Sixty-Five Things You Need To Know (Part I)

Sixty-five things you need to know about the upcoming men's basketball season


Oct. 10, 2006

By Bryan Armen Graham



Bryan is a basketball editor for and contributes on a regular weekly basis.
E-mail here!

1) With all five starters and a pair of key reserves returning from last year's national champions, the biggest challenge for Florida could be avoiding a first-act-of-Rocky-III-type letdown. Since 1968, just two other NCAA champs have returned their entire starting five the following season: Arkansas (in 1994-95) and Arizona (in 1997-98). While both of those clubs made return trips to the Final Four, neither repeated as champs. But if the Gator boys can play with the same chip on their shoulder that they did throughout the NCAAs this past spring, Florida could join Duke as the only schools since the UCLA dynasty to win back-to-back titles.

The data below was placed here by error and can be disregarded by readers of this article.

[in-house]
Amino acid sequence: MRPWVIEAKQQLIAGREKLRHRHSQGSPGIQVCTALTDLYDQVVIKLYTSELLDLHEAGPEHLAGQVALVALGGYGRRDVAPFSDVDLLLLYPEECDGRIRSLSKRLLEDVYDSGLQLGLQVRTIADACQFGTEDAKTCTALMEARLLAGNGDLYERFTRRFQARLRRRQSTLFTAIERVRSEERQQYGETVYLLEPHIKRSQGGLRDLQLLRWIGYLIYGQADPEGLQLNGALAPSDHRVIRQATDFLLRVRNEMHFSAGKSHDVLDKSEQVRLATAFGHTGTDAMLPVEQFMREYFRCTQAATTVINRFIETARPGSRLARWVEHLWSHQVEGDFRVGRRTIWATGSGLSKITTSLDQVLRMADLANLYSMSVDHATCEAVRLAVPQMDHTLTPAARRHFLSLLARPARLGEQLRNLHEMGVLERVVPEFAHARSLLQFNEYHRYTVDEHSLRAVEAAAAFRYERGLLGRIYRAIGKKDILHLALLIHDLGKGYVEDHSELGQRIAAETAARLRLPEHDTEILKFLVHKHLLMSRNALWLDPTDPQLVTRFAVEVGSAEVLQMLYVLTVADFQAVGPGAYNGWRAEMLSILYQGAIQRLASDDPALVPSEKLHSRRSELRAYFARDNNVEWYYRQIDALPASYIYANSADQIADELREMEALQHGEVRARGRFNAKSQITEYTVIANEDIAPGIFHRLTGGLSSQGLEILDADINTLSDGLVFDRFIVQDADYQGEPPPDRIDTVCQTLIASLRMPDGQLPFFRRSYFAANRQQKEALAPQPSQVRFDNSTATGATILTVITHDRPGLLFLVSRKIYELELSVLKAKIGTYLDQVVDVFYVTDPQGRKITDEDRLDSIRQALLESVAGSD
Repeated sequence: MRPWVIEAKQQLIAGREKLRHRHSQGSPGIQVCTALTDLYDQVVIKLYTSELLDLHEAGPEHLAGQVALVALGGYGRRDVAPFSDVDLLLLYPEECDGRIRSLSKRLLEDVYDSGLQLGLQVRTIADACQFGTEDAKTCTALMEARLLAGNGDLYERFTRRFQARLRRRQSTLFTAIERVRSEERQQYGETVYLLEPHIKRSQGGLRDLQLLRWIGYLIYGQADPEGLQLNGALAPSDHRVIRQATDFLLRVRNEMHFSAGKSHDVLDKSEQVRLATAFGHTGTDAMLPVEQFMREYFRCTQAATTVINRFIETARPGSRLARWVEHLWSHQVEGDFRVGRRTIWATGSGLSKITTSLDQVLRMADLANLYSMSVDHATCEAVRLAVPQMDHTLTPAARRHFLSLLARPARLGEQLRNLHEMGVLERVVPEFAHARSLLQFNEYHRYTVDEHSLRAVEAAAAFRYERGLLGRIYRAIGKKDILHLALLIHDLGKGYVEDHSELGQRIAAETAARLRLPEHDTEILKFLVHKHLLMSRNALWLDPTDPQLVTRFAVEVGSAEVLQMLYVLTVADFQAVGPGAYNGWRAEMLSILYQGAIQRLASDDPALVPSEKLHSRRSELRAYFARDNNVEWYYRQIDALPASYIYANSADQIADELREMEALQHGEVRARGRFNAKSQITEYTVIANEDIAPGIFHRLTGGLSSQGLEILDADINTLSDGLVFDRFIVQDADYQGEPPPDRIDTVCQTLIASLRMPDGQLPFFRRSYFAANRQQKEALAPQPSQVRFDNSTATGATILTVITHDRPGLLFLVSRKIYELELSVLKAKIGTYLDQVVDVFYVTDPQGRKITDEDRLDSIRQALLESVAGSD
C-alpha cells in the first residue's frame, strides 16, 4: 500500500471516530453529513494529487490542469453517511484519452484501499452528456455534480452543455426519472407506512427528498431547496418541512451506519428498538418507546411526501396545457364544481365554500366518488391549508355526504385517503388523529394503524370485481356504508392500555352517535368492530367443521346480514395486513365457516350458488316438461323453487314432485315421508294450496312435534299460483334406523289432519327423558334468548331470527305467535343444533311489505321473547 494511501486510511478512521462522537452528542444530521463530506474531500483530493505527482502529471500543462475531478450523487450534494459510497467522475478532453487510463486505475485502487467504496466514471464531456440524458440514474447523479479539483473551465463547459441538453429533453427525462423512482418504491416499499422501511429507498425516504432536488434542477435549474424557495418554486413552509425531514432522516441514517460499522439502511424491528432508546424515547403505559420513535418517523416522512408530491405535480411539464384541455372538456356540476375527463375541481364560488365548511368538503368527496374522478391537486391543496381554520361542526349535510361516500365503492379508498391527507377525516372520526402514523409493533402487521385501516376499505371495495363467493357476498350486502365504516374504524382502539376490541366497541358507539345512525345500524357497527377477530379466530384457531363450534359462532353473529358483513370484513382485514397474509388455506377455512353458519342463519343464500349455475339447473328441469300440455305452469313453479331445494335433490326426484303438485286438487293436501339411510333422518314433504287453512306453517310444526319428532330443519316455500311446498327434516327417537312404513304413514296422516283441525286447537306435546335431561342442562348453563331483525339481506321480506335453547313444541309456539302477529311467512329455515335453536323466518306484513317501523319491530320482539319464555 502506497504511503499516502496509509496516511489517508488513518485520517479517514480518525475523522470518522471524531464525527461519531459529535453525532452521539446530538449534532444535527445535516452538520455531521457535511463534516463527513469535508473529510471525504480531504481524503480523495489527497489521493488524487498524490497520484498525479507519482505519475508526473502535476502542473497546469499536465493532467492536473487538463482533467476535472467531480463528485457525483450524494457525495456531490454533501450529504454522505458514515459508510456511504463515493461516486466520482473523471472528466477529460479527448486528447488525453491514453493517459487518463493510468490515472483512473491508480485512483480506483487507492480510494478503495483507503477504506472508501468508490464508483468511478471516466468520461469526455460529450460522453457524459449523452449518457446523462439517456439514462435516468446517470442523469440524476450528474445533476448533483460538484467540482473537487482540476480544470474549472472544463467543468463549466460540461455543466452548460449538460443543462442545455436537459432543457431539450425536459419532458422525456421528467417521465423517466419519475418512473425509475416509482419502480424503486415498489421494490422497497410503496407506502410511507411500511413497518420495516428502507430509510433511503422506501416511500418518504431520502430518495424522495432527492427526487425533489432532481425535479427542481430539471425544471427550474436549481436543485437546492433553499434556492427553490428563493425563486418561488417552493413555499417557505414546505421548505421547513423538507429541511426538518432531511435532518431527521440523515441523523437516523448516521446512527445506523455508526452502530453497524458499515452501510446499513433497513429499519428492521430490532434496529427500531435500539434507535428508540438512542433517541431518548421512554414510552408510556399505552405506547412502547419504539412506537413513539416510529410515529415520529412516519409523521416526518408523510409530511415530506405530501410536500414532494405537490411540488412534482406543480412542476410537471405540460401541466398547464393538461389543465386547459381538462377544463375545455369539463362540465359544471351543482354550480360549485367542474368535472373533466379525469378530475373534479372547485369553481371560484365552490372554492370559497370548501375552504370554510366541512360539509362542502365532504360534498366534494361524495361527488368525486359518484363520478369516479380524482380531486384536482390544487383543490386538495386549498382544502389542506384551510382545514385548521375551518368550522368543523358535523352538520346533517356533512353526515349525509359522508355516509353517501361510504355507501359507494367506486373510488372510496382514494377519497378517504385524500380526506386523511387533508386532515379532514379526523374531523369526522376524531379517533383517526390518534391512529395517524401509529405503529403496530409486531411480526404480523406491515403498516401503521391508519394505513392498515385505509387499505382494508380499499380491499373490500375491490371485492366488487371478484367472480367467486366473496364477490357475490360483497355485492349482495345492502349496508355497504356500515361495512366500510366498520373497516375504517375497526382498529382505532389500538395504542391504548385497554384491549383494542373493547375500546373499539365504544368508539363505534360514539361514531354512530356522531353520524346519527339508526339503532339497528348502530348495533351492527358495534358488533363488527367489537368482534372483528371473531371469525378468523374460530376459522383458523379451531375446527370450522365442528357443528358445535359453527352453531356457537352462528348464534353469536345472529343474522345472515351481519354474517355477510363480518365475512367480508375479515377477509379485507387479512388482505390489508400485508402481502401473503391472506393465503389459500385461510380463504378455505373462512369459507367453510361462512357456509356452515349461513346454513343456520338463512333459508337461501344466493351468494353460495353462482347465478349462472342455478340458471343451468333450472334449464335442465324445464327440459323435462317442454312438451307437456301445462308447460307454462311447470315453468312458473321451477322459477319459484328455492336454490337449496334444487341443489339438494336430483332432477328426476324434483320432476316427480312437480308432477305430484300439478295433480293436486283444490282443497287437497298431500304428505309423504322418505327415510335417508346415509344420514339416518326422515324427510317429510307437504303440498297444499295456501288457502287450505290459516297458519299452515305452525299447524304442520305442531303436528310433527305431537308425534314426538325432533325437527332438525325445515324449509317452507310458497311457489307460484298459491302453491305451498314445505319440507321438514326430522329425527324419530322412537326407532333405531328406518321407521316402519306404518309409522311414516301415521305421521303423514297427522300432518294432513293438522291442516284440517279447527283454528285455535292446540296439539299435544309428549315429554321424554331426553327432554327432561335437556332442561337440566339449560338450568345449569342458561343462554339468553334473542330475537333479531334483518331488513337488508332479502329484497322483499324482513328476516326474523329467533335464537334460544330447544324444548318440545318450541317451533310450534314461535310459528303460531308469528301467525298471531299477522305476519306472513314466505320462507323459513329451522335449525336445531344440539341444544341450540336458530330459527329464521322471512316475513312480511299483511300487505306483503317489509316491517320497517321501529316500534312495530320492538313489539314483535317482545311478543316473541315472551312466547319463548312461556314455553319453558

2) Eastern Washington's Rodney Stuckey is the best player you've never heard of. Last season, the plucky shooting guard was the finest freshman in the nation this side of Tyler Hansbrough, averaging 24.2 points -- eighth-best in Division I and tops among first-year players -- and becoming the first-ever frosh to be named MVP of the Big Sky Conference.


3) That being said, there was no better first-year player in the nation than North Carolina's Hansbrough. The Poplar Bluff, Mo., native was named ACC Rookie of the Week a whopping 10 times, matching a conference record set by Georgia Tech's Kenny Anderson in 1989-90. For an encore, look for the sophomore to make a compelling case for first team All-America honors.